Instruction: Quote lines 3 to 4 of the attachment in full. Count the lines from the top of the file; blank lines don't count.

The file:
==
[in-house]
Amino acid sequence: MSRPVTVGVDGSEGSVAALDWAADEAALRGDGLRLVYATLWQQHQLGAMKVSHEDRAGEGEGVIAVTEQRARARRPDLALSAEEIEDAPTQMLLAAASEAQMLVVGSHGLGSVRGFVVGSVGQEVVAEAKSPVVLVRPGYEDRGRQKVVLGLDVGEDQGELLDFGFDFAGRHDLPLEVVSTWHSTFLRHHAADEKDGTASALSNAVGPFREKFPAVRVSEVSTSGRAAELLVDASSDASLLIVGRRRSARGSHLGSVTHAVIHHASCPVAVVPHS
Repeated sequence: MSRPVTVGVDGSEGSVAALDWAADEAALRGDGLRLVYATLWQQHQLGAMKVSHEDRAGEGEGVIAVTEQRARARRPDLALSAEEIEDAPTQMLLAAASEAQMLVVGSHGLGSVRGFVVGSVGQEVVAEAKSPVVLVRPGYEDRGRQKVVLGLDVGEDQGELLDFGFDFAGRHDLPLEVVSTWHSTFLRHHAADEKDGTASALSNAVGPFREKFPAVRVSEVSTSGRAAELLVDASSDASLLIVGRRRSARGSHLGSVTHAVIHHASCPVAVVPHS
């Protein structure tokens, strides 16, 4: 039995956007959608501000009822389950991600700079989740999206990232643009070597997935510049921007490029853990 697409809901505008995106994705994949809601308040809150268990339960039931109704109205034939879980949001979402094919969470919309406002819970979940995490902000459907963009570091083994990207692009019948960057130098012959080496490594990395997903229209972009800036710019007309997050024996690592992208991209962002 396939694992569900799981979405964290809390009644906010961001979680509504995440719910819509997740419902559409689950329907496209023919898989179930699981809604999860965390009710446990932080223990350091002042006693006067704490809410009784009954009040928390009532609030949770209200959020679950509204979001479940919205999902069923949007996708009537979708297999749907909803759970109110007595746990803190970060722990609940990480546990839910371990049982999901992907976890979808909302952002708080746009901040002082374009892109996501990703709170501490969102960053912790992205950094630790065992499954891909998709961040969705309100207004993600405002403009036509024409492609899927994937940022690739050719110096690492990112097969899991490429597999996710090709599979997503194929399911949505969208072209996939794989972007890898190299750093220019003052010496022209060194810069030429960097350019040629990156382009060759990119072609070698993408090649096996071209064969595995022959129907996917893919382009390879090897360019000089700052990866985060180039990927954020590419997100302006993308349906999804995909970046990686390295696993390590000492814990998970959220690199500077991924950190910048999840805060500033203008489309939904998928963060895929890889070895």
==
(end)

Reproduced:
Repeated sequence: MSRPVTVGVDGSEGSVAALDWAADEAALRGDGLRLVYATLWQQHQLGAMKVSHEDRAGEGEGVIAVTEQRARARRPDLALSAEEIEDAPTQMLLAAASEAQMLVVGSHGLGSVRGFVVGSVGQEVVAEAKSPVVLVRPGYEDRGRQKVVLGLDVGEDQGELLDFGFDFAGRHDLPLEVVSTWHSTFLRHHAADEKDGTASALSNAVGPFREKFPAVRVSEVSTSGRAAELLVDASSDASLLIVGRRRSARGSHLGSVTHAVIHHASCPVAVVPHS
């Protein structure tokens, strides 16, 4: 039995956007959608501000009822389950991600700079989740999206990232643009070597997935510049921007490029853990 697409809901505008995106994705994949809601308040809150268990339960039931109704109205034939879980949001979402094919969470919309406002819970979940995490902000459907963009570091083994990207692009019948960057130098012959080496490594990395997903229209972009800036710019007309997050024996690592992208991209962002 396939694992569900799981979405964290809390009644906010961001979680509504995440719910819509997740419902559409689950329907496209023919898989179930699981809604999860965390009710446990932080223990350091002042006693006067704490809410009784009954009040928390009532609030949770209200959020679950509204979001479940919205999902069923949007996708009537979708297999749907909803759970109110007595746990803190970060722990609940990480546990839910371990049982999901992907976890979808909302952002708080746009901040002082374009892109996501990703709170501490969102960053912790992205950094630790065992499954891909998709961040969705309100207004993600405002403009036509024409492609899927994937940022690739050719110096690492990112097969899991490429597999996710090709599979997503194929399911949505969208072209996939794989972007890898190299750093220019003052010496022209060194810069030429960097350019040629990156382009060759990119072609070698993408090649096996071209064969595995022959129907996917893919382009390879090897360019000089700052990866985060180039990927954020590419997100302006993308349906999804995909970046990686390295696993390590000492814990998970959220690199500077991924950190910048999840805060500033203008489309939904998928963060895929890889070895």